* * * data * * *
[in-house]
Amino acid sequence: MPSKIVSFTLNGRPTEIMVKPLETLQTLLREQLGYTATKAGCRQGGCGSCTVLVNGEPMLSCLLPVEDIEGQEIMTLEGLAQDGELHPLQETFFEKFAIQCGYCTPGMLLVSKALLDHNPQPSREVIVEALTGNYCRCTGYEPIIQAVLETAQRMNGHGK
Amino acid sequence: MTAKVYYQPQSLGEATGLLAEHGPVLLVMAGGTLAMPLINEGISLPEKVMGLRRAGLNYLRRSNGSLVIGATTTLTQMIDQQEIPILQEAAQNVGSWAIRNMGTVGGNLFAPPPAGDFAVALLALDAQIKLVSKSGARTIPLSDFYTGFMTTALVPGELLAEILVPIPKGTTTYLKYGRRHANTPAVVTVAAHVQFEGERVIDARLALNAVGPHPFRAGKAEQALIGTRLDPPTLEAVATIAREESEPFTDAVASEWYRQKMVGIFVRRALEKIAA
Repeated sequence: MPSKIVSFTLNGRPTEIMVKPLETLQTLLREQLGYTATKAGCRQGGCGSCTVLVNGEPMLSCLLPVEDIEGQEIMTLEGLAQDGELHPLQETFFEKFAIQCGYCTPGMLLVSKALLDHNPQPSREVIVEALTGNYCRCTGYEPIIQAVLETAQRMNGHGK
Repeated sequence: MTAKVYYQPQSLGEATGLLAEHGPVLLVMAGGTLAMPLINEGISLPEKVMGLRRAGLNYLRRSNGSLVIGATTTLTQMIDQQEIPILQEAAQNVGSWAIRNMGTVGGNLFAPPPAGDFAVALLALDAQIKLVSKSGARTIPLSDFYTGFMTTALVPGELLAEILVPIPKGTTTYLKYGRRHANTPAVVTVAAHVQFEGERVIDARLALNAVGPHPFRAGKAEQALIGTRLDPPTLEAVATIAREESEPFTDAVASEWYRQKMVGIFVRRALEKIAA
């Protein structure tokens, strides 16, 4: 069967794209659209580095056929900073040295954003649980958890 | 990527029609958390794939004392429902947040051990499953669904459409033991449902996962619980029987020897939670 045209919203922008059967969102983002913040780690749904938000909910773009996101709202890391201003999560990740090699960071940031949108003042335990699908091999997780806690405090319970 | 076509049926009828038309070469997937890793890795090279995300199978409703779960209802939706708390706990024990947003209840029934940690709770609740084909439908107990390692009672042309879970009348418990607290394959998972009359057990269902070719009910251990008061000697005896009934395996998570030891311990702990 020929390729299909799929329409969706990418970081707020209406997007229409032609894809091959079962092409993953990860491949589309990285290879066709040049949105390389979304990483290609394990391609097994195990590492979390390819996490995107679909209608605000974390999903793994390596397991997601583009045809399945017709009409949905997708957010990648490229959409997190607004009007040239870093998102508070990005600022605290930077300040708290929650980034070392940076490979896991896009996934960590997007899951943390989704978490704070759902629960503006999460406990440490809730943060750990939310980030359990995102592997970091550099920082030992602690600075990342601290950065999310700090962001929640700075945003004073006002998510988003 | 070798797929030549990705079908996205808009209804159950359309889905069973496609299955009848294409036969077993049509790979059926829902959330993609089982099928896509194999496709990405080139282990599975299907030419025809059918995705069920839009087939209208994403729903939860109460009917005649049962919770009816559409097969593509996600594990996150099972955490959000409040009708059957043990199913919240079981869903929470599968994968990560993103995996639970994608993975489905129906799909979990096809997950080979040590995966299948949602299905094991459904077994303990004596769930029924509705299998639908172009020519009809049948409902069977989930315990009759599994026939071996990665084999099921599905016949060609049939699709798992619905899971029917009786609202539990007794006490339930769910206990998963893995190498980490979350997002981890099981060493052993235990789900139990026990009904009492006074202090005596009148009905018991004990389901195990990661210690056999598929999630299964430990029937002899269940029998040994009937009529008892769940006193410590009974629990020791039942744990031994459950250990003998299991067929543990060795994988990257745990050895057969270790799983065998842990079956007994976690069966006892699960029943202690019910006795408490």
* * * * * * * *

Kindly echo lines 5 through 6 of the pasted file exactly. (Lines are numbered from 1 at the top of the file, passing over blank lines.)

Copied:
Repeated sequence: MTAKVYYQPQSLGEATGLLAEHGPVLLVMAGGTLAMPLINEGISLPEKVMGLRRAGLNYLRRSNGSLVIGATTTLTQMIDQQEIPILQEAAQNVGSWAIRNMGTVGGNLFAPPPAGDFAVALLALDAQIKLVSKSGARTIPLSDFYTGFMTTALVPGELLAEILVPIPKGTTTYLKYGRRHANTPAVVTVAAHVQFEGERVIDARLALNAVGPHPFRAGKAEQALIGTRLDPPTLEAVATIAREESEPFTDAVASEWYRQKMVGIFVRRALEKIAA
């Protein structure tokens, strides 16, 4: 069967794209659209580095056929900073040295954003649980958890 | 990527029609958390794939004392429902947040051990499953669904459409033991449902996962619980029987020897939670 045209919203922008059967969102983002913040780690749904938000909910773009996101709202890391201003999560990740090699960071940031949108003042335990699908091999997780806690405090319970 | 076509049926009828038309070469997937890793890795090279995300199978409703779960209802939706708390706990024990947003209840029934940690709770609740084909439908107990390692009672042309879970009348418990607290394959998972009359057990269902070719009910251990008061000697005896009934395996998570030891311990702990 020929390729299909799929329409969706990418970081707020209406997007229409032609894809091959079962092409993953990860491949589309990285290879066709040049949105390389979304990483290609394990391609097994195990590492979390390819996490995107679909209608605000974390999903793994390596397991997601583009045809399945017709009409949905997708957010990648490229959409997190607004009007040239870093998102508070990005600022605290930077300040708290929650980034070392940076490979896991896009996934960590997007899951943390989704978490704070759902629960503006999460406990440490809730943060750990939310980030359990995102592997970091550099920082030992602690600075990342601290950065999310700090962001929640700075945003004073006002998510988003 | 070798797929030549990705079908996205808009209804159950359309889905069973496609299955009848294409036969077993049509790979059926829902959330993609089982099928896509194999496709990405080139282990599975299907030419025809059918995705069920839009087939209208994403729903939860109460009917005649049962919770009816559409097969593509996600594990996150099972955490959000409040009708059957043990199913919240079981869903929470599968994968990560993103995996639970994608993975489905129906799909979990096809997950080979040590995966299948949602299905094991459904077994303990004596769930029924509705299998639908172009020519009809049948409902069977989930315990009759599994026939071996990665084999099921599905016949060609049939699709798992619905899971029917009786609202539990007794006490339930769910206990998963893995190498980490979350997002981890099981060493052993235990789900139990026990009904009492006074202090005596009148009905018991004990389901195990990661210690056999598929999630299964430990029937002899269940029998040994009937009529008892769940006193410590009974629990020791039942744990031994459950250990003998299991067929543990060795994988990257745990050895057969270790799983065998842990079956007994976690069966006892699960029943202690019910006795408490």